What's happened is first, when the family processes information together, each person receives that information in the way he or she can best process it, feel how the joint decision making is going to be already better.

But staying with intellectual capital, the question you asked, if everybody gets the same material initially, then when they're sharing what they learned, they will be passionate instead of having information provided to them in a way they can't best assimilate it, they can't best integrate it.

So just think of a whole different system, a system in which you're getting the information the way you most like to integrate and process.

And you share it, then, with your family toward its knowledge base in a passionate way.

Stacie Jacobsen: And that last capital on the finger, the human capital to round out the four qualitative, let's move on to that one.

Jay Hughes: Well, if our purpose is to enhance the individual journey of happiness of each family member, then we care profoundly about his or her personal thriving.

We adopt a way of being in family in which we are committed to his and her wealth. And his or her wealth is his or her wellbeing. So the human capital is, are the human beings in the system thriving?

Are they individually finding the system supporting their individual journey, particularly by the way, in vocation and in health.

So again, at the very beginning of the way I help a family and they say, okay, how can the quantitative financial capital help?

And I say, well, suppose you established a fund for education, and you established a fund for health, just those two funds.

And you basically said any family member who wants to improve themselves can go to that fund and ask for help.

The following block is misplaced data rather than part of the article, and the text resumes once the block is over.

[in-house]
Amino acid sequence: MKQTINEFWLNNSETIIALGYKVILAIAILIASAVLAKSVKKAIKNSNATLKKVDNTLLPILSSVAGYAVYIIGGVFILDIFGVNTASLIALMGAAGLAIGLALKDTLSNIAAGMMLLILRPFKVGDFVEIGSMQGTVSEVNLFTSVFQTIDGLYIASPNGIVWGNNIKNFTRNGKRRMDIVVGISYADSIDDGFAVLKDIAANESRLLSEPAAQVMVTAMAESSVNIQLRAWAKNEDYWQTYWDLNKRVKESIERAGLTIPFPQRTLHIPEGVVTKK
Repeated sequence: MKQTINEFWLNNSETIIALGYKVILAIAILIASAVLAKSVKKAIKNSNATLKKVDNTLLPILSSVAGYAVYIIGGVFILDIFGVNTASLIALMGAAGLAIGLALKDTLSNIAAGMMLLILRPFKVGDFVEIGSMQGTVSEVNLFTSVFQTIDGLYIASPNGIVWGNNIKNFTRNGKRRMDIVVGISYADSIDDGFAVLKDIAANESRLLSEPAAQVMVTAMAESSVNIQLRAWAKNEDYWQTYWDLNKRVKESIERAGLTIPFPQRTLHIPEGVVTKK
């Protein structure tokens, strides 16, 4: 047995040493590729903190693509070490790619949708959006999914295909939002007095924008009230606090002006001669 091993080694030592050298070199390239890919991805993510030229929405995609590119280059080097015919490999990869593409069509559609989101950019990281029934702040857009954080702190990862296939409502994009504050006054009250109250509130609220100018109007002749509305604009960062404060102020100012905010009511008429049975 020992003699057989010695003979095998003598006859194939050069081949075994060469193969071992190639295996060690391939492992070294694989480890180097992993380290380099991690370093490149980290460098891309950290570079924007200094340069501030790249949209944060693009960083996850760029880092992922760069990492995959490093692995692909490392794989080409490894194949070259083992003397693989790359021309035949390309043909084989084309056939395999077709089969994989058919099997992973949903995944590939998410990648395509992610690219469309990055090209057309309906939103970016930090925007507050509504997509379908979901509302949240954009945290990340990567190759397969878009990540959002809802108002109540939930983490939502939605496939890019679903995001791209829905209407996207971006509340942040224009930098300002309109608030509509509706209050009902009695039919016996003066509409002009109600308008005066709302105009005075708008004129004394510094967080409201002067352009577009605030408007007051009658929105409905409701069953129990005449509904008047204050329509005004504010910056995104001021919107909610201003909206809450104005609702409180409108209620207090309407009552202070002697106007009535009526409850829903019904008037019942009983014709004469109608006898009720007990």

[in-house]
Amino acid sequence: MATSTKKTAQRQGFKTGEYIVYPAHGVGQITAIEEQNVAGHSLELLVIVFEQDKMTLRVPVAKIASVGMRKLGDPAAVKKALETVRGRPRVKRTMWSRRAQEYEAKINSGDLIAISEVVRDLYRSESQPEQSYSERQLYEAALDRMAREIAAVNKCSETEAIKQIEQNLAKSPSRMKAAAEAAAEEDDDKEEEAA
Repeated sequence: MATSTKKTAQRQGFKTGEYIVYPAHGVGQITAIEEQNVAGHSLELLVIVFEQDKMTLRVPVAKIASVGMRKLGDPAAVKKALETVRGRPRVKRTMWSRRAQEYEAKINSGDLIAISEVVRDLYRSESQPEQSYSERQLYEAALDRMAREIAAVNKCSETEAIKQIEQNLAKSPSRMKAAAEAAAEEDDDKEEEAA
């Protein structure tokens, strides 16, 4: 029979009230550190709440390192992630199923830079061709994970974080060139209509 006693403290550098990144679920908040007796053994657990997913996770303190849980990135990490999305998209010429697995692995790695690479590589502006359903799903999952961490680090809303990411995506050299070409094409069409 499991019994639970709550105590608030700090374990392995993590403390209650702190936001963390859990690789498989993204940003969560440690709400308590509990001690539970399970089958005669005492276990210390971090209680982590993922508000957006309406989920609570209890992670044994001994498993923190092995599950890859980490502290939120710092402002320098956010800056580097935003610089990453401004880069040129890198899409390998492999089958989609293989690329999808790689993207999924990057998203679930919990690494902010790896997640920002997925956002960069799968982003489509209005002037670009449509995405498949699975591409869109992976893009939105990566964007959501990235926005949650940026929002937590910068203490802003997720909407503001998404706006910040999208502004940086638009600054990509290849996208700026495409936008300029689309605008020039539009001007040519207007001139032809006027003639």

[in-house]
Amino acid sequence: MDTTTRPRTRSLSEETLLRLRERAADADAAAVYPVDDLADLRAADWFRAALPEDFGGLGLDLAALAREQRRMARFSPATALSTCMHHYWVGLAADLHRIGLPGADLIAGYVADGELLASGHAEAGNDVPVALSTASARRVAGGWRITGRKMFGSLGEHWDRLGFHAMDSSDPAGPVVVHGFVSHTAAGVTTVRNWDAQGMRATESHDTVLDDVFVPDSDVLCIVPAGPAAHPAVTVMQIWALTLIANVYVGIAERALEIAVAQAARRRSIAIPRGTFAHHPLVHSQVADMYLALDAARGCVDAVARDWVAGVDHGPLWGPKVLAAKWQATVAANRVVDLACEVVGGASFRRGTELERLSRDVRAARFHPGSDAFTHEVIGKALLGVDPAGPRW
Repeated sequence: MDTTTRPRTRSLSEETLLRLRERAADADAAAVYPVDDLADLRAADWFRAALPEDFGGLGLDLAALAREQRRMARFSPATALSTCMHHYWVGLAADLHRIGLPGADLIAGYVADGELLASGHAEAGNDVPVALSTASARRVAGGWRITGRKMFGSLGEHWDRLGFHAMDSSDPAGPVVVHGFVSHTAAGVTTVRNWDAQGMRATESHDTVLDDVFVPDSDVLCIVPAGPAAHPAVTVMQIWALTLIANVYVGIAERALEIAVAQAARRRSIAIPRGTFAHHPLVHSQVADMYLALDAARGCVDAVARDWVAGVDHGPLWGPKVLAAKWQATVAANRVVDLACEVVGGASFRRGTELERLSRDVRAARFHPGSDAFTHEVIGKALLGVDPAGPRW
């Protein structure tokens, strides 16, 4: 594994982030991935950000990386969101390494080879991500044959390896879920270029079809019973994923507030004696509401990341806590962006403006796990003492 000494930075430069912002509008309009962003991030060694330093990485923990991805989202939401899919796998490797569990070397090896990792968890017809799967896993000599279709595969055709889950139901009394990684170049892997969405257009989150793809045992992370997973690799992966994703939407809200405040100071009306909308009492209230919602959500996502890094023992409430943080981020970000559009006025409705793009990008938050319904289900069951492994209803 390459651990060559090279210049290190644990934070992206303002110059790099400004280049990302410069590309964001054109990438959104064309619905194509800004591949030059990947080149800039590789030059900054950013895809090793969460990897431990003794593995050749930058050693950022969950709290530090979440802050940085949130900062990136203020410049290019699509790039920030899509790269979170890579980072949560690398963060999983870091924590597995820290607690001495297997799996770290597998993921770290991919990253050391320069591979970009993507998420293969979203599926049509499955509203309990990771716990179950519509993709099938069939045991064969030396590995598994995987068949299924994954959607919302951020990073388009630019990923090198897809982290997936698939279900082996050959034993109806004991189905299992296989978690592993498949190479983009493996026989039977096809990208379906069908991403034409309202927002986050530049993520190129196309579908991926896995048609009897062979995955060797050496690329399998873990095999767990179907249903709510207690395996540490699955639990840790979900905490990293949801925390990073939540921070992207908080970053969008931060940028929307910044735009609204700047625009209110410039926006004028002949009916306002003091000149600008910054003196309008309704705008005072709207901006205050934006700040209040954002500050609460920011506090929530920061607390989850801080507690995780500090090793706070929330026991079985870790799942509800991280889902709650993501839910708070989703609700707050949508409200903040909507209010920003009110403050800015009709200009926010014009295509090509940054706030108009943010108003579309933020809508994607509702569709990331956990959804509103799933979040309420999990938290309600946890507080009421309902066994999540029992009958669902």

Immediately, you have got your mind around how the quantitative capital can grow the first of the capitals.

If the health and education of each member is growing, the intellectual capital is growing, the social capital is growing, they can join a better joint decision-making system.

And why? The family itself will flourish and then have something to hand on to the rising generation.

Stacie Jacobsen: Jay, all too often money or the financial capital is not discussed with the rising generation. So they're just not prepared and ready to handle the responsibilities that come with it. When you're working with families, how do you suggest they properly prepare their beneficiaries?:

Jay Hughes: I honor people by asking them to be adults about this problem, and I said, well, look, Sigmund Freud, he said, that the happiest people he met in his practice the most adjusted, he used that term where those who learned to love and who learned to work, by which he meant vocation.

However, most people don't know that Freud went on and said something else, which comes us now to your wonderful question.

about the rising generation, and what does it know? How does it get brought into the system of quantitative capital?

Freud went on to say that the two great depressants of adjustment are sex and money. He then went on to say that money is the most difficult of these two because no nice person will speak about it.

The thing I ask the adults in the room is to say, Do you know how to talk about money? The answer is no, almost none of us are comfortable, even with our spouses, maybe particularly with our spouses, if one has more than the other talking about money.

So what I would say is this, if there is financial wealth, wealth in the financial capital sense in the family, there will be for every rising generation member.

And note, I never say next, no one wants to be next. But everyone wants to rise when the rising generation members are going to be anointed into the joint decision making system, and there are financial resources, there will be what we call Stacie.

The great reveal. Here's our choice. Do we want the great reveal at 21 for the most valuable assets of the family are rising generation members.

They're our future. Do we want them to be sent to the lawyer as in literature and be told that they don't have to work ever again?

No, that's what the lawyer would tell them at the great reveal or because we're terribly worried that the money is going to destroy them. Might we do something about it?